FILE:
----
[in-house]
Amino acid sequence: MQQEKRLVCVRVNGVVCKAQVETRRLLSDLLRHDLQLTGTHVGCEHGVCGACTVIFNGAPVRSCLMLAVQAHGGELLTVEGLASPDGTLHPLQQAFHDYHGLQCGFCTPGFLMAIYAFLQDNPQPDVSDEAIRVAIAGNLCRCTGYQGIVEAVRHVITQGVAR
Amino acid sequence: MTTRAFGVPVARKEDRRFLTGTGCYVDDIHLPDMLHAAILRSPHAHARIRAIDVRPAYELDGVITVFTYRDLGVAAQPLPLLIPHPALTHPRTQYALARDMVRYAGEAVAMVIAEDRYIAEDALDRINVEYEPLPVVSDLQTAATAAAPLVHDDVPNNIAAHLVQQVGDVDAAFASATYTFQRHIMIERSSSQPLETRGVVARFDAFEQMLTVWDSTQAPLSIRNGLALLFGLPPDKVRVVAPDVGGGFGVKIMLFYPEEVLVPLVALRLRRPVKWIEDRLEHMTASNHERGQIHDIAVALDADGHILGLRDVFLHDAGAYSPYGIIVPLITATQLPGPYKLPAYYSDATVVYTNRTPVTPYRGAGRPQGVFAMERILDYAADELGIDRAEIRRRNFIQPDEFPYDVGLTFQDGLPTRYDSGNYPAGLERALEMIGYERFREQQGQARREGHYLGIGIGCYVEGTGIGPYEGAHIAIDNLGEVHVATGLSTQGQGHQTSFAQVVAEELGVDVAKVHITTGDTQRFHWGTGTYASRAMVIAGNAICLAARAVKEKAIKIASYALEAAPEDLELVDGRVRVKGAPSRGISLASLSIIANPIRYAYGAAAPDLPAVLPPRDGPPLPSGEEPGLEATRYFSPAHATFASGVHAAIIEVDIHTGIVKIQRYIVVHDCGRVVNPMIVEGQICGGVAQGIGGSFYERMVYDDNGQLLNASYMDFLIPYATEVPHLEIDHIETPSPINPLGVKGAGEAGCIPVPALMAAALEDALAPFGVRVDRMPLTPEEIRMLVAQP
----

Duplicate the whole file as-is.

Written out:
[in-house]
Amino acid sequence: MQQEKRLVCVRVNGVVCKAQVETRRLLSDLLRHDLQLTGTHVGCEHGVCGACTVIFNGAPVRSCLMLAVQAHGGELLTVEGLASPDGTLHPLQQAFHDYHGLQCGFCTPGFLMAIYAFLQDNPQPDVSDEAIRVAIAGNLCRCTGYQGIVEAVRHVITQGVAR
Amino acid sequence: MTTRAFGVPVARKEDRRFLTGTGCYVDDIHLPDMLHAAILRSPHAHARIRAIDVRPAYELDGVITVFTYRDLGVAAQPLPLLIPHPALTHPRTQYALARDMVRYAGEAVAMVIAEDRYIAEDALDRINVEYEPLPVVSDLQTAATAAAPLVHDDVPNNIAAHLVQQVGDVDAAFASATYTFQRHIMIERSSSQPLETRGVVARFDAFEQMLTVWDSTQAPLSIRNGLALLFGLPPDKVRVVAPDVGGGFGVKIMLFYPEEVLVPLVALRLRRPVKWIEDRLEHMTASNHERGQIHDIAVALDADGHILGLRDVFLHDAGAYSPYGIIVPLITATQLPGPYKLPAYYSDATVVYTNRTPVTPYRGAGRPQGVFAMERILDYAADELGIDRAEIRRRNFIQPDEFPYDVGLTFQDGLPTRYDSGNYPAGLERALEMIGYERFREQQGQARREGHYLGIGIGCYVEGTGIGPYEGAHIAIDNLGEVHVATGLSTQGQGHQTSFAQVVAEELGVDVAKVHITTGDTQRFHWGTGTYASRAMVIAGNAICLAARAVKEKAIKIASYALEAAPEDLELVDGRVRVKGAPSRGISLASLSIIANPIRYAYGAAAPDLPAVLPPRDGPPLPSGEEPGLEATRYFSPAHATFASGVHAAIIEVDIHTGIVKIQRYIVVHDCGRVVNPMIVEGQICGGVAQGIGGSFYERMVYDDNGQLLNASYMDFLIPYATEVPHLEIDHIETPSPINPLGVKGAGEAGCIPVPALMAAALEDALAPFGVRVDRMPLTPEEIRMLVAQP